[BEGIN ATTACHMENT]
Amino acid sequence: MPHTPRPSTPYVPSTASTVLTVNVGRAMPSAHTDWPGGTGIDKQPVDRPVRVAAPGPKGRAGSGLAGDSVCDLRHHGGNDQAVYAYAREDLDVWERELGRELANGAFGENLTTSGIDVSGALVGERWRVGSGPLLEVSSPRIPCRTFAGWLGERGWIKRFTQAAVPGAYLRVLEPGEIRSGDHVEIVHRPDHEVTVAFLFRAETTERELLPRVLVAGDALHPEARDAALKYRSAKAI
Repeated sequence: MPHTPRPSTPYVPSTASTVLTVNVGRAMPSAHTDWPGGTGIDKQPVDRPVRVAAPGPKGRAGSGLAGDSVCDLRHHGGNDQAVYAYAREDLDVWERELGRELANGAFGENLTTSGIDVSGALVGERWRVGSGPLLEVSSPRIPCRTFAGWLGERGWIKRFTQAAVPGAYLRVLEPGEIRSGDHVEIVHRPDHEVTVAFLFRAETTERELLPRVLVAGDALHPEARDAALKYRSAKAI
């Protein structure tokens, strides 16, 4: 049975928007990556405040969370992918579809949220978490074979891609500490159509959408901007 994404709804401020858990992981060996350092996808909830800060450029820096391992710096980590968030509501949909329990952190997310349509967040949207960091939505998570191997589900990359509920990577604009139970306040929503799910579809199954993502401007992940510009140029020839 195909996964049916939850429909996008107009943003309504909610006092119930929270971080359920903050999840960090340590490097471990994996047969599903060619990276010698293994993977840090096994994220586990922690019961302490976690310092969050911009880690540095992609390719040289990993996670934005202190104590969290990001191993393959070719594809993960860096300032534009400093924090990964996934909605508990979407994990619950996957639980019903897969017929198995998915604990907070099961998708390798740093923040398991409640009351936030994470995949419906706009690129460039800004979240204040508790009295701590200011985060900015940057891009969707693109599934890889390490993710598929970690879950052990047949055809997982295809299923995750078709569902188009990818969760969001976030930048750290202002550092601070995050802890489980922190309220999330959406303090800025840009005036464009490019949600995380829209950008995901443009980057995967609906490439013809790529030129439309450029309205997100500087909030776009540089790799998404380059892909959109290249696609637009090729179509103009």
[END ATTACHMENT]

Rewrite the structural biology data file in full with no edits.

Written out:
Amino acid sequence: MPHTPRPSTPYVPSTASTVLTVNVGRAMPSAHTDWPGGTGIDKQPVDRPVRVAAPGPKGRAGSGLAGDSVCDLRHHGGNDQAVYAYAREDLDVWERELGRELANGAFGENLTTSGIDVSGALVGERWRVGSGPLLEVSSPRIPCRTFAGWLGERGWIKRFTQAAVPGAYLRVLEPGEIRSGDHVEIVHRPDHEVTVAFLFRAETTERELLPRVLVAGDALHPEARDAALKYRSAKAI
Repeated sequence: MPHTPRPSTPYVPSTASTVLTVNVGRAMPSAHTDWPGGTGIDKQPVDRPVRVAAPGPKGRAGSGLAGDSVCDLRHHGGNDQAVYAYAREDLDVWERELGRELANGAFGENLTTSGIDVSGALVGERWRVGSGPLLEVSSPRIPCRTFAGWLGERGWIKRFTQAAVPGAYLRVLEPGEIRSGDHVEIVHRPDHEVTVAFLFRAETTERELLPRVLVAGDALHPEARDAALKYRSAKAI
């Protein structure tokens, strides 16, 4: 049975928007990556405040969370992918579809949220978490074979891609500490159509959408901007 994404709804401020858990992981060996350092996808909830800060450029820096391992710096980590968030509501949909329990952190997310349509967040949207960091939505998570191997589900990359509920990577604009139970306040929503799910579809199954993502401007992940510009140029020839 195909996964049916939850429909996008107009943003309504909610006092119930929270971080359920903050999840960090340590490097471990994996047969599903060619990276010698293994993977840090096994994220586990922690019961302490976690310092969050911009880690540095992609390719040289990993996670934005202190104590969290990001191993393959070719594809993960860096300032534009400093924090990964996934909605508990979407994990619950996957639980019903897969017929198995998915604990907070099961998708390798740093923040398991409640009351936030994470995949419906706009690129460039800004979240204040508790009295701590200011985060900015940057891009969707693109599934890889390490993710598929970690879950052990047949055809997982295809299923995750078709569902188009990818969760969001976030930048750290202002550092601070995050802890489980922190309220999330959406303090800025840009005036464009490019949600995380829209950008995901443009980057995967609906490439013809790529030129439309450029309205997100500087909030776009540089790799998404380059892909959109290249696609637009090729179509103009």